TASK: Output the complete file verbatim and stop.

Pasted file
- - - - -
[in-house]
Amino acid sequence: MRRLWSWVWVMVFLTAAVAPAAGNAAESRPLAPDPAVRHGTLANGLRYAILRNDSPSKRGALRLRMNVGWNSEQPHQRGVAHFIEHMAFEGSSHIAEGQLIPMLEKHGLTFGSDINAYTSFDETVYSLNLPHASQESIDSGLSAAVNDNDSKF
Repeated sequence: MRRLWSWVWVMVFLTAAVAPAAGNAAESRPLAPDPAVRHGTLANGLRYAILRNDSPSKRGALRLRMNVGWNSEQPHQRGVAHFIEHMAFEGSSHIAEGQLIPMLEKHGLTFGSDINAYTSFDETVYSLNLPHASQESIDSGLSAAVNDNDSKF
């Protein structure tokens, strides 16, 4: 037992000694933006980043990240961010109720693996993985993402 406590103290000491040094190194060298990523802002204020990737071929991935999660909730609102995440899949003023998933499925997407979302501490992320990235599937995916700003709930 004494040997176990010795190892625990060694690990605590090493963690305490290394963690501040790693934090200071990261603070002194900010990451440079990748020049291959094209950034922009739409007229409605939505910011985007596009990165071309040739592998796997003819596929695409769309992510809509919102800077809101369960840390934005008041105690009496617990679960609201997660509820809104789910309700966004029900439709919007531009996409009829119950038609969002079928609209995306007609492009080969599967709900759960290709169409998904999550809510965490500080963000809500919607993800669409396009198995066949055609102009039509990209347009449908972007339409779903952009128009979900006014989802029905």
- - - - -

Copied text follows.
[in-house]
Amino acid sequence: MRRLWSWVWVMVFLTAAVAPAAGNAAESRPLAPDPAVRHGTLANGLRYAILRNDSPSKRGALRLRMNVGWNSEQPHQRGVAHFIEHMAFEGSSHIAEGQLIPMLEKHGLTFGSDINAYTSFDETVYSLNLPHASQESIDSGLSAAVNDNDSKF
Repeated sequence: MRRLWSWVWVMVFLTAAVAPAAGNAAESRPLAPDPAVRHGTLANGLRYAILRNDSPSKRGALRLRMNVGWNSEQPHQRGVAHFIEHMAFEGSSHIAEGQLIPMLEKHGLTFGSDINAYTSFDETVYSLNLPHASQESIDSGLSAAVNDNDSKF
């Protein structure tokens, strides 16, 4: 037992000694933006980043990240961010109720693996993985993402 406590103290000491040094190194060298990523802002204020990737071929991935999660909730609102995440899949003023998933499925997407979302501490992320990235599937995916700003709930 004494040997176990010795190892625990060694690990605590090493963690305490290394963690501040790693934090200071990261603070002194900010990451440079990748020049291959094209950034922009739409007229409605939505910011985007596009990165071309040739592998796997003819596929695409769309992510809509919102800077809101369960840390934005008041105690009496617990679960609201997660509820809104789910309700966004029900439709919007531009996409009829119950038609969002079928609209995306007609492009080969599967709900759960290709169409998904999550809510965490500080963000809500919607993800669409396009198995066949055609102009039509990209347009449908972007339409779903952009128009979900006014989802029905």